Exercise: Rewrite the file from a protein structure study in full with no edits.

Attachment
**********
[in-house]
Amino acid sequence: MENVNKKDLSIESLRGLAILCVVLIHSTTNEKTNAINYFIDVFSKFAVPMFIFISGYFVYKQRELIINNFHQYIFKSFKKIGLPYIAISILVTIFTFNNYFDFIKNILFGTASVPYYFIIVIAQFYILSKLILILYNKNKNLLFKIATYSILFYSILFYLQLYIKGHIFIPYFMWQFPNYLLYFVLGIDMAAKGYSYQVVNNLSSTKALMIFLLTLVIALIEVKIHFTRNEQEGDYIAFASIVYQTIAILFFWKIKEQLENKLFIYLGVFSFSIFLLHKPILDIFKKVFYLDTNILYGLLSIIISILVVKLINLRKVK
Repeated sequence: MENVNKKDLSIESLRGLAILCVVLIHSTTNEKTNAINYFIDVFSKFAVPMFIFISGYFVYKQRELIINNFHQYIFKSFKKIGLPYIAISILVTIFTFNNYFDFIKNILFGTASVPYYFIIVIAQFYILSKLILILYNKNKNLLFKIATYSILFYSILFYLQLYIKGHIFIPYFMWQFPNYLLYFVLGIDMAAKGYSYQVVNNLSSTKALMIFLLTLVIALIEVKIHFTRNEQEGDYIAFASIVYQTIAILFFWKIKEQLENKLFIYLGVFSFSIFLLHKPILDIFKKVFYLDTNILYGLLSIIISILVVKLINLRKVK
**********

[in-house]
Amino acid sequence: MENVNKKDLSIESLRGLAILCVVLIHSTTNEKTNAINYFIDVFSKFAVPMFIFISGYFVYKQRELIINNFHQYIFKSFKKIGLPYIAISILVTIFTFNNYFDFIKNILFGTASVPYYFIIVIAQFYILSKLILILYNKNKNLLFKIATYSILFYSILFYLQLYIKGHIFIPYFMWQFPNYLLYFVLGIDMAAKGYSYQVVNNLSSTKALMIFLLTLVIALIEVKIHFTRNEQEGDYIAFASIVYQTIAILFFWKIKEQLENKLFIYLGVFSFSIFLLHKPILDIFKKVFYLDTNILYGLLSIIISILVVKLINLRKVK
Repeated sequence: MENVNKKDLSIESLRGLAILCVVLIHSTTNEKTNAINYFIDVFSKFAVPMFIFISGYFVYKQRELIINNFHQYIFKSFKKIGLPYIAISILVTIFTFNNYFDFIKNILFGTASVPYYFIIVIAQFYILSKLILILYNKNKNLLFKIATYSILFYSILFYLQLYIKGHIFIPYFMWQFPNYLLYFVLGIDMAAKGYSYQVVNNLSSTKALMIFLLTLVIALIEVKIHFTRNEQEGDYIAFASIVYQTIAILFFWKIKEQLENKLFIYLGVFSFSIFLLHKPILDIFKKVFYLDTNILYGLLSIIISILVVKLINLRKVK